Abstract

The goal of this study was to pr ove the significance of an early evaluation of leukemic blast reduction based on cytological examination of bone marrow aspirates obtained on day 6 of remission induction treatment.

Patients: 152 adult AML patients aged 18–60 (median 47) registered to the PALG prospective trial evaluating the efficacy of 3 remission induction protocols:

  • DAF: daunorubicine (DNR) 60 mg/m2/d iv, d 1–3; cytarabine (AraC) 200 mg/m2/d ci, d 1–7, and fludarabine 25 mg/m2 2h inf. iv d 1–5)

  • DAC (like DAF but cladribin is used at 5 mg/m2 instead of fludarabine) and

  • the standard DA 3+7 regimen.

Patients achieving CR received two courses of subsequent intensive consolidation:

  1. HAM (HD AraC, mitoxantrone)

  2. HD AraC. In case of partial remission (PR) after the first induction course the same regimen was repeated.

Patients with no remission (NR) or with PR after 2 induction courses were withdrawn from the study. Bone marrow aspirates were performed before the treatment and on the 6-th day of the first remission induction course, and the MGG stained marrow smears were evaluated at each centre by two experienced hematologists.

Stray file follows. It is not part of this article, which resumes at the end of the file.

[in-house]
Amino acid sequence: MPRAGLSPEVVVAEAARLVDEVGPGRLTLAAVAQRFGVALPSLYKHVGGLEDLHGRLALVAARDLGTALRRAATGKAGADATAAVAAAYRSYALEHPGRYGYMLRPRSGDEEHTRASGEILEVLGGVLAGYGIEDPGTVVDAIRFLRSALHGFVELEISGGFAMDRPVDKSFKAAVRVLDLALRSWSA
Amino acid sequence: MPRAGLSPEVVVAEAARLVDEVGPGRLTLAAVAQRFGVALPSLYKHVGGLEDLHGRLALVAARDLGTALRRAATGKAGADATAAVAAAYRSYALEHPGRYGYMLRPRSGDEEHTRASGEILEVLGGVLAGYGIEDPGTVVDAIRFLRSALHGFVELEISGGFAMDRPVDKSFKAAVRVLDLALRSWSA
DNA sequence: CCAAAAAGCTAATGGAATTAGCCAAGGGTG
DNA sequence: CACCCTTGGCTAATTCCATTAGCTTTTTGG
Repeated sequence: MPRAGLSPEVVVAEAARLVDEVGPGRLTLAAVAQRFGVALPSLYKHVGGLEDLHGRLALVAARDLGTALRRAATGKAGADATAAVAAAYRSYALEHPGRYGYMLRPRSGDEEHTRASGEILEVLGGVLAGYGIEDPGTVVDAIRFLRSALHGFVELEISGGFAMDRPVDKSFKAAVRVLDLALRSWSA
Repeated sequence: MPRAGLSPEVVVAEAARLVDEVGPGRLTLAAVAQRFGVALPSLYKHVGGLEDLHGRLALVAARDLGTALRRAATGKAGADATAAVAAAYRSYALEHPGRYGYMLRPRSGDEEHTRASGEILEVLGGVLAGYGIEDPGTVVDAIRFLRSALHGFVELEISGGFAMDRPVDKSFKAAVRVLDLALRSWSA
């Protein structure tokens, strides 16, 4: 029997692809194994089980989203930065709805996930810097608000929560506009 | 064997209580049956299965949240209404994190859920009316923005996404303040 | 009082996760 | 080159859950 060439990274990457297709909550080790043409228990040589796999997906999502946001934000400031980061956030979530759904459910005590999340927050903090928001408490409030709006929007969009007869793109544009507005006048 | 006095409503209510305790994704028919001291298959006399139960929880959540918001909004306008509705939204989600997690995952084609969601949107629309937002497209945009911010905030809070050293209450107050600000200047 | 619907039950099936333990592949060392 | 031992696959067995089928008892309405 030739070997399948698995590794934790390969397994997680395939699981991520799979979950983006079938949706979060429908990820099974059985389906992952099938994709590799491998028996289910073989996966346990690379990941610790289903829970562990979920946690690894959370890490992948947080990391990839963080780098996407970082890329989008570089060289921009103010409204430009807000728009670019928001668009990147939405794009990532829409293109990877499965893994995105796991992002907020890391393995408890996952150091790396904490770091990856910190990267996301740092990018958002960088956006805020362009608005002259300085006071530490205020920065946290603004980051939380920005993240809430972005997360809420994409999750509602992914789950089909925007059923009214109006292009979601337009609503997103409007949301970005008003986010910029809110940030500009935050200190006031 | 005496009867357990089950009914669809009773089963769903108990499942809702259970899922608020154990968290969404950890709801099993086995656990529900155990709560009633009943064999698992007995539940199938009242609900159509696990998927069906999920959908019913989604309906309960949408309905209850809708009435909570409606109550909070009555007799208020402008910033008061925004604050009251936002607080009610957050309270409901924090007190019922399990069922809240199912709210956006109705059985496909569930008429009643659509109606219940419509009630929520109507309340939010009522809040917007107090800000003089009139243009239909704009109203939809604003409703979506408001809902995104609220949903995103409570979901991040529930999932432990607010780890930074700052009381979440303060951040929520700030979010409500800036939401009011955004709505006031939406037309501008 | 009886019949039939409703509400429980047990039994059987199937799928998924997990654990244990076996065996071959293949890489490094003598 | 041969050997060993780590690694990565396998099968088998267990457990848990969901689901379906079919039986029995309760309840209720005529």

Results: Based on the proportion of blasts in bone marrow specimen on day 6 patients were arranged into 2 groups:

  1. “responders” with <5 % of blasts (n=59) and

  2. “non responders” with >5% of blastic cells in bone marrow (n=31).

The complete remission rate (CR) in the “responders” group equaling 86% (82/95) was significantly higher in comparison to that found in the “non responders” group 33%(19/57), p=<0,00001. The probability of overall survival (OS) was also higher in the group of “responders” if compared to “non responders” one; 63% versus 33% respectively, p=0,0009. In multivariate analysis including bone marrow examination, cytogenetic risk group, age, leukocyte count at diagnosis and the induction arm, only the persistence of leukemic blasts >5% in bone marrow specimens on 6-th day of induction was associated with higher risk of not achieving CR (HR = 51,1; p=0,00002), and with shorter OS (HR=2,9; p=0,004).

Conclusion: This prospective, multicenter study demonstrates that a simple and commonly accessible evaluation of the leukemic blasts reduction in bone marrow smear on the 6-th day of remission induction treatment is a reliable and independent predictor for achieving CR and for overall survival. This offers a decision point for an early modification of the treatment strategy.

Disclosures: No relevant conflicts of interest to declare.

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